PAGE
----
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Design duo weathers the storm of creating their own home

“Let’s be real: We fired each other a few times”

Architecture styles in Atlanta range from classic to modern, but when Lee and Kevin Kleinhelter created their family home, they looked farther south than Georgia for inspiration. Instead, the tropical style of the Dutch West Indies sparked their imaginations.

“It’s what we gravitate toward,” says Lee. “The style speaks to us because it’s clean lined without being entirely modern.”

The white, stucco house has a distinct Caribbean style; there’s a arched roofline, a large trellised balcony, and circular windows.
When Kevin and Lee Kleinhelter built their new home, they were inspired by a distinctive Dutch West Indies aesthetic.

Given that they were building a new home in the historic neighborhood of Brookwood Hills, that concept allowed them to have a house that’s uncomplicated in form, but traditional enough to live in harmony with the neighbors.

You’d assume that when a noted interior designer (she is the founder of Lee Kleinhelter Interior Design and the home store Pieces) and a prolific builder (he’s the owner of K2 Custom Homes & Renovations) set out to build a house, it would be a breeze—but as the old saying goes, a person should assume nothing.

Although the couple has completed several renovations of their previous homes, this was the first building they collaborated on from the ground up. “Building a home can be challenging for any relationship,” Lee says. “Throw in a husband who is the builder and a wife who’s the designer and a bit OCD, and let’s be real: We fired each other a few times.”

A white-and-black bathroom features a trio of turquoise pendants.
Lee’s theory on light fixtures: They should be unexpected and interesting, but work with everything else in the room. The theory plays out in the daughter’s bathroom with a trio of vintage pendants.
A black-painted stairwell features two geometric, mirrored pendants that hang from the ceiling.
In the dark-hued stairwell, Lee says a couple of Geometric Pendants become part of the architecture.
A bedroom has an oversized, tiered, brass-toned light fixture; black grasscloth walls, and a live-edge, natural wood bed.
Kevin’s daughter requested a rustic bedroom, and Lee obliged with a black grasscloth wall covering and a live-edge bed. “Funny how it works out that the kids’ rooms are cooler than ours,” she says.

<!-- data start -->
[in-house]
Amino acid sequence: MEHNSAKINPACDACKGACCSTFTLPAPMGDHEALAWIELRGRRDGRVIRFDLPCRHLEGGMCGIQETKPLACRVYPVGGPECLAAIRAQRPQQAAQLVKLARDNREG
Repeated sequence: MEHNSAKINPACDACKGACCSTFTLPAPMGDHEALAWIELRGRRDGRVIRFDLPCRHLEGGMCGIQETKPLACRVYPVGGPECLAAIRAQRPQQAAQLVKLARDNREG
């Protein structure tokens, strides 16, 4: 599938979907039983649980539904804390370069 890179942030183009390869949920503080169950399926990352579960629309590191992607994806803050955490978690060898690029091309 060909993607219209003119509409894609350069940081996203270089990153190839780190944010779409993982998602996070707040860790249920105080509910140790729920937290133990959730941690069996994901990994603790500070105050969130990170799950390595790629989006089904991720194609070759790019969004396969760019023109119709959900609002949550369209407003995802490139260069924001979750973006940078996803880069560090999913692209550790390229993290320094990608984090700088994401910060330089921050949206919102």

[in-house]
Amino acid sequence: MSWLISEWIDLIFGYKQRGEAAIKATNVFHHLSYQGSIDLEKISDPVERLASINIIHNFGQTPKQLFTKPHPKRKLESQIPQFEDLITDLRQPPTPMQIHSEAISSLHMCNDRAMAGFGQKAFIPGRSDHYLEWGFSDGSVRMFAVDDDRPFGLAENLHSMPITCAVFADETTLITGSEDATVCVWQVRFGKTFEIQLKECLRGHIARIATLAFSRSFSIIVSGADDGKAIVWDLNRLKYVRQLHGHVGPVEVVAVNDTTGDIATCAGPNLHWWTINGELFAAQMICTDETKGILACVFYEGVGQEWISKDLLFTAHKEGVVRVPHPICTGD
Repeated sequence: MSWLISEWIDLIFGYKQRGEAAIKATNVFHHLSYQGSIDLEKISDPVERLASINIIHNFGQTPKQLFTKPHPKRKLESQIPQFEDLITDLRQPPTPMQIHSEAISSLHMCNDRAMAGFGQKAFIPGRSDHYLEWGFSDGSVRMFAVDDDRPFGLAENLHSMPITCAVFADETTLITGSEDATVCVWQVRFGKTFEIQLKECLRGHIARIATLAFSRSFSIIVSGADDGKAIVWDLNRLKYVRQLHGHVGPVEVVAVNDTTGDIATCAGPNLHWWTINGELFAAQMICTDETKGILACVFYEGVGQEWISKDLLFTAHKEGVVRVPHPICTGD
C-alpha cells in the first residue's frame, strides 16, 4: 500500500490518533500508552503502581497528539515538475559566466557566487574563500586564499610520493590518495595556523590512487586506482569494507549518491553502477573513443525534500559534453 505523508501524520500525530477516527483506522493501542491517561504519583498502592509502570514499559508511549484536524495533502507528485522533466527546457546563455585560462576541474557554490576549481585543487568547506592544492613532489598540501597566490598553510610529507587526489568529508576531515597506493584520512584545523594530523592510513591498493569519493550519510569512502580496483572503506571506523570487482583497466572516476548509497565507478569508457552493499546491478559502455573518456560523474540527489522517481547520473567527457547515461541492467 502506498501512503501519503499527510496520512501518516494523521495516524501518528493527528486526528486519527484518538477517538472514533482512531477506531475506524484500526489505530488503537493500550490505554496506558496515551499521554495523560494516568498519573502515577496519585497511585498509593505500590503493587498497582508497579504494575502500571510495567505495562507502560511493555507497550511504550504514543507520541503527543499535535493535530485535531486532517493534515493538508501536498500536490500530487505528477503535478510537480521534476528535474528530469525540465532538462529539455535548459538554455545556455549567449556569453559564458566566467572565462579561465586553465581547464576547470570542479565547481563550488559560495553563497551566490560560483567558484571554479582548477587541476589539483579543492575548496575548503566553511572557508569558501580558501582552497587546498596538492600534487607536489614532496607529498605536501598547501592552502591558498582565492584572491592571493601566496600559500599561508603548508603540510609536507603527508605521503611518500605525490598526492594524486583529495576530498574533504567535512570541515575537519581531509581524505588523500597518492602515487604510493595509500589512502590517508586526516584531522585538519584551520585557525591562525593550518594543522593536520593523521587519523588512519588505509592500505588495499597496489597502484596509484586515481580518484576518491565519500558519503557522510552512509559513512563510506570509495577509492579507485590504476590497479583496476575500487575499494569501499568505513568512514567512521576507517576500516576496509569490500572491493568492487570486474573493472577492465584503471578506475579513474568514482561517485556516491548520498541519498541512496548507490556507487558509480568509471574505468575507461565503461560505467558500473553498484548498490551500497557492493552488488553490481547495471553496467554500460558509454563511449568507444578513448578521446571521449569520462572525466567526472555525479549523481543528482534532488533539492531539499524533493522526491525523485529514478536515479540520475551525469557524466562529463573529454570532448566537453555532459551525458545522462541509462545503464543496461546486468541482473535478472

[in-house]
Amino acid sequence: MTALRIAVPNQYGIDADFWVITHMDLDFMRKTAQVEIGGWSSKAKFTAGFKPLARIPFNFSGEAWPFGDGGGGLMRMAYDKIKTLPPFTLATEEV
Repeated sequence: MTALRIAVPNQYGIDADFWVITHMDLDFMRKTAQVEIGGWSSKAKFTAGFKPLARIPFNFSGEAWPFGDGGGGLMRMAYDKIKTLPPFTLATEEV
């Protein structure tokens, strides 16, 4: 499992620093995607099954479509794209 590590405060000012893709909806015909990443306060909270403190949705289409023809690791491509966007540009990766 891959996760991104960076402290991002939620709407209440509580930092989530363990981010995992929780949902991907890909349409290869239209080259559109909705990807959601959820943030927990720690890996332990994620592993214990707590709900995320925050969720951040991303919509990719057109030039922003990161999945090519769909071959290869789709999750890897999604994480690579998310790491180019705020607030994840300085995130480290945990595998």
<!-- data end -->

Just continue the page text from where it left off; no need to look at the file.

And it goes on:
Between the master bathroom and closet, there is a lovely arched doorway. The bathroom is white, the closet is black.
There’s an arched passageway between the couple’s closet and the master bath. “I think the closet and bath are just as important, if not more important, than the actual bedroom,” Lee says. “Why have another door? It simplifies everything.”

A tight timeline didn’t make matters easier. “We completed the home in six months, which is not a normal timeline, and nothing I’d recommend. It isn’t glamorous like it appears on television; and we didn’t have producers, staff, or people ‘handling’ things,” says Lee. “We had plans for permitting, but they were just the exterior and the interior layout—not elevations or finish details. Every decision was made on site, on the spot.”

But sometimes the lack of plans and the pressure of time limits can lead to something wonderful; in this case, the husband-builder and wife-designer improvised something that is as appealing and exciting as a jazz riff.

Working with architect Yong Pak of Pak Heydt & Associates, they created a home whose stucco exterior features a dramatic roofline with a Dutch Caribbean flavor and whose interior embraces the wooded surroundings. A circular motif that starts on the outside and carries through the house celebrates the movement of the architecture. As Lee says, “It’s very us.”

The family room has a modern, clean-lined ping pong table.
Lee and her son play ping pong in the lower level family room.

“My intention was that the inside and the outside would complement each other, that everything would be very edited, and that landscape views should be the focal point from inside,” says Lee. Noting the front-of-the-house location of the stairwell, she adds: “This allowed the exterior of the house to visually be open to the exterior.”